“Missionaries and mercenaries” has a pretty intriguing ring to it, huh? I wish I could claim credit for it, but I heard about it on this podcast with Ribbonfarm creator Venkat Rao. Apparently, entrepreneurs use this pithy phrase to make a distinction among themselves. I’ll explain in more detail shortly.
First, however, I’d like to do a bit of explanatory housekeeping. In the coming months, I’m going to make some changes to my life. Specifically, I plan to wind down the management consulting in favor of creating content (products) and offering productized-services. This may sound a little crazy to you. It would have sounded crazy (or naive) to me up until a few years ago. Why trade a high profile consulting career for… an unknown? So I want to explain myself before I lose sight of the fact that I might need to explain that to people.
On “Trading Hours for Dollars”
I’ll tell a quick story to clarify. A few years back, I’d decided to leave a CIO position in favor of consulting as a free agent (which may also sound crazy, but it worked out). As I looked to build my book of business, I was chatting with fellow Pluralsight author John Sonmez about the jump he had made away from full time employment. He said something during that conversation that I’ll never forget, when I asked him about how he finds consulting work.
“To be honest, I’m trying to get away from trading hours for dollars.”
When you listen to the podcasts I listen to, read the books I read, and talk to the people I talk to, you’ll hear this a lot. At the time, however, I had never heard anyone say that. I probably replied with something noncommittal like, “oh, that’s awesome, man.” Meanwhile, I recall thinking to myself, “I don’t even… wat?”
These days, I completely get it. Back then, I didn’t. And so I want to start bridging the gap before the curse of knowledge consumes me and I just assume that everyone shares my perspective on hourly work and the corporate condition.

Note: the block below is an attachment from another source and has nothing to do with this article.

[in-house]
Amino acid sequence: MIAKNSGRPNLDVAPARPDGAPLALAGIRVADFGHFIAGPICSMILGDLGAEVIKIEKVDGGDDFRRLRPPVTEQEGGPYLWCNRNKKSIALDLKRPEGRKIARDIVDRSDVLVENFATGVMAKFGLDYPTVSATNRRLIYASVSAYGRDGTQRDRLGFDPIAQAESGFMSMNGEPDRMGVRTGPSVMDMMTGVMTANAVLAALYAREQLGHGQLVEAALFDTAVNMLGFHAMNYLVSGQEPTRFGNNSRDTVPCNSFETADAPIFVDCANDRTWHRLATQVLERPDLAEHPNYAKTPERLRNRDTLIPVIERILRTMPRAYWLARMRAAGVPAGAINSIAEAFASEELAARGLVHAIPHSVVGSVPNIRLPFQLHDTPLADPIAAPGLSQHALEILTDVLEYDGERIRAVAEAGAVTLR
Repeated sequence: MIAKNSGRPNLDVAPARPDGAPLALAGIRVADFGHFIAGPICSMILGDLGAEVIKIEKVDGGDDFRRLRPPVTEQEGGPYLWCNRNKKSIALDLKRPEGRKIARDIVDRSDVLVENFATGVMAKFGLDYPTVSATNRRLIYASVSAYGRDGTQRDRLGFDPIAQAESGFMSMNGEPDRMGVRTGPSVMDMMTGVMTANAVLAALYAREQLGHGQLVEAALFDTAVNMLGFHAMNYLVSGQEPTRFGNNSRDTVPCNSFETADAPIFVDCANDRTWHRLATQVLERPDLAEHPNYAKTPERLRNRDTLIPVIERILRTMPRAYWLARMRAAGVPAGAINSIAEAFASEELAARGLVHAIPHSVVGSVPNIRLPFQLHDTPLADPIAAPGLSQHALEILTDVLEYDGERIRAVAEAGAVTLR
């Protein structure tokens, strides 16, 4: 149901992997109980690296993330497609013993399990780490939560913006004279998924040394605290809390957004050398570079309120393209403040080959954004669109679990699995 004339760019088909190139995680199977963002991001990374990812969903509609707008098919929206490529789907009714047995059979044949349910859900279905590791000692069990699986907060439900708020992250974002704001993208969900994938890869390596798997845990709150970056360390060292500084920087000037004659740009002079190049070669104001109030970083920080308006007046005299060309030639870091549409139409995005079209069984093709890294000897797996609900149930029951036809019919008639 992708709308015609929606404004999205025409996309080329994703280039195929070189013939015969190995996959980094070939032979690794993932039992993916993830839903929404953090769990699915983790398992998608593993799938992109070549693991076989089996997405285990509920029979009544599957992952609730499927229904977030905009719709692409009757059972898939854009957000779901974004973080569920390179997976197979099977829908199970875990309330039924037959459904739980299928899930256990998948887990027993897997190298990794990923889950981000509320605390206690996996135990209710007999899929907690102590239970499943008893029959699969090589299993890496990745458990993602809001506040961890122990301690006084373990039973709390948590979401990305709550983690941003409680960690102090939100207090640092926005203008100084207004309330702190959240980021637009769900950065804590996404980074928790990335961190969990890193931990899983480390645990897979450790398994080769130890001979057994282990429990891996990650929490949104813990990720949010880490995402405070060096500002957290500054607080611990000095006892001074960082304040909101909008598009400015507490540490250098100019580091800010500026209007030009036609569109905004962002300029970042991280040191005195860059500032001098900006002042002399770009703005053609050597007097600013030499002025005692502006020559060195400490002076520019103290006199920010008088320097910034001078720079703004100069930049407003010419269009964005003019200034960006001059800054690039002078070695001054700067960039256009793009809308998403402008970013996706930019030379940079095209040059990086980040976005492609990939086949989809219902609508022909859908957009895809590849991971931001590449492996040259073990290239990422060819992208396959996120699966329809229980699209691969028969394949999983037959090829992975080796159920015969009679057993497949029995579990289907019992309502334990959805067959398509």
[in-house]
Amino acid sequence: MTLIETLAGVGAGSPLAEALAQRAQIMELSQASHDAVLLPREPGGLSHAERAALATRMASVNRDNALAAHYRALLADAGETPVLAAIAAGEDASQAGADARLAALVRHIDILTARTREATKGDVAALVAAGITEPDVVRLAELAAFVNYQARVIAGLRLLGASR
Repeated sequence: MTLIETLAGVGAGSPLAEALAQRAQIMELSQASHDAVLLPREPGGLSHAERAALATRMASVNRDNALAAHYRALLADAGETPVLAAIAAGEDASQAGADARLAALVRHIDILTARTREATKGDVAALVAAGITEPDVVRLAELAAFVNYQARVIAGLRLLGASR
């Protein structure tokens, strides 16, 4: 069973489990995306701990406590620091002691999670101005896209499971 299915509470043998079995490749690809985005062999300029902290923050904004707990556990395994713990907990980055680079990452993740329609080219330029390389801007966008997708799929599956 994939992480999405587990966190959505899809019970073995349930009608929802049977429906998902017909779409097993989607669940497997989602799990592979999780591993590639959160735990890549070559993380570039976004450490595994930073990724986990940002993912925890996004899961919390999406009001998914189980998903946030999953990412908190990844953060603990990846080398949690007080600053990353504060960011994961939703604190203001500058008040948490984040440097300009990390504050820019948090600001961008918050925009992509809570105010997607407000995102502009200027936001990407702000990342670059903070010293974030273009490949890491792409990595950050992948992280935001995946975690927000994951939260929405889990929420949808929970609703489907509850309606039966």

Developer Hegemony launches on May 2nd, and people have been asking me what comes next. Well, among other things, I plan to pursue a line of business wherein I help support people executing their plan to achieve developer hegemony. But before I can do that, I have some mental groundwork to lay. And that brings me back to missionaries and mercenaries.
If you’ve only recently come to read my blog, understand that I mean something deeper than the dictionary definition when I talk about “opportunists.” I explain in depth in this post, but this graphic should suffice.
Most simply, opportunists are those who maneuver their way to the top of the pyramid-shaped corporations. The C-suite consists exclusively of these folks, but you’ll also find them at all levels of the organization. I think of those working their way up as “ascendant opportunists.”
But wherever you find them in the corporate hierarchy at the moment, you’ll find that all of them have ceded good faith with the organization. In other words, opportunists ascend rapidly by coming to understand the essential bankruptcy of the corporate advancement narrative. They arrive at their positions and status through the lonely recognition that the normal corporate rules are for the idealists and pragmatists around them. They chuckle internally, behind a careful poker face, at the notion that companies can have such things as “missions” and “values.”
If you really want to dive deep into the psyche of the opportunist, my book talks about this archetype and the other players in detail. For our purposes here, I want to talk about what happens to these players when they exit the game. (And make no mistake, they’re the only ones who ever do this side of retirement.) What fates await opportunists that exit pyramid-shaped corporate life?